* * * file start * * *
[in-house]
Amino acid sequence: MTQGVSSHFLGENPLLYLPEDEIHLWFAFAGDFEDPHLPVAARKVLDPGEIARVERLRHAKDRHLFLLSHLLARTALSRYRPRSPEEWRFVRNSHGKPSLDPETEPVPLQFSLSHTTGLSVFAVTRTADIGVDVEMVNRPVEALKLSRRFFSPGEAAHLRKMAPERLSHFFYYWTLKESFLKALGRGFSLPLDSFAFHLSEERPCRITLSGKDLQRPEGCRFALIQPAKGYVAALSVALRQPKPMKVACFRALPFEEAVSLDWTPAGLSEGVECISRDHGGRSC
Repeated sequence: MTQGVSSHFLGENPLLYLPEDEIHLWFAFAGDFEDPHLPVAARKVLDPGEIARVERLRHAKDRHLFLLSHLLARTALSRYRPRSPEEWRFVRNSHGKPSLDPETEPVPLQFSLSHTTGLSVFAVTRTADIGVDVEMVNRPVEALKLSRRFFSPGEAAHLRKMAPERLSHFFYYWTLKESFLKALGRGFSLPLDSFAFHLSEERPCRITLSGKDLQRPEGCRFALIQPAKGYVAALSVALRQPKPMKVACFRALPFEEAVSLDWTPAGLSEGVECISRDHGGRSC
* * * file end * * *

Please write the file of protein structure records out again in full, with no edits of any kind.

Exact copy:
[in-house]
Amino acid sequence: MTQGVSSHFLGENPLLYLPEDEIHLWFAFAGDFEDPHLPVAARKVLDPGEIARVERLRHAKDRHLFLLSHLLARTALSRYRPRSPEEWRFVRNSHGKPSLDPETEPVPLQFSLSHTTGLSVFAVTRTADIGVDVEMVNRPVEALKLSRRFFSPGEAAHLRKMAPERLSHFFYYWTLKESFLKALGRGFSLPLDSFAFHLSEERPCRITLSGKDLQRPEGCRFALIQPAKGYVAALSVALRQPKPMKVACFRALPFEEAVSLDWTPAGLSEGVECISRDHGGRSC
Repeated sequence: MTQGVSSHFLGENPLLYLPEDEIHLWFAFAGDFEDPHLPVAARKVLDPGEIARVERLRHAKDRHLFLLSHLLARTALSRYRPRSPEEWRFVRNSHGKPSLDPETEPVPLQFSLSHTTGLSVFAVTRTADIGVDVEMVNRPVEALKLSRRFFSPGEAAHLRKMAPERLSHFFYYWTLKESFLKALGRGFSLPLDSFAFHLSEERPCRITLSGKDLQRPEGCRFALIQPAKGYVAALSVALRQPKPMKVACFRALPFEEAVSLDWTPAGLSEGVECISRDHGGRSC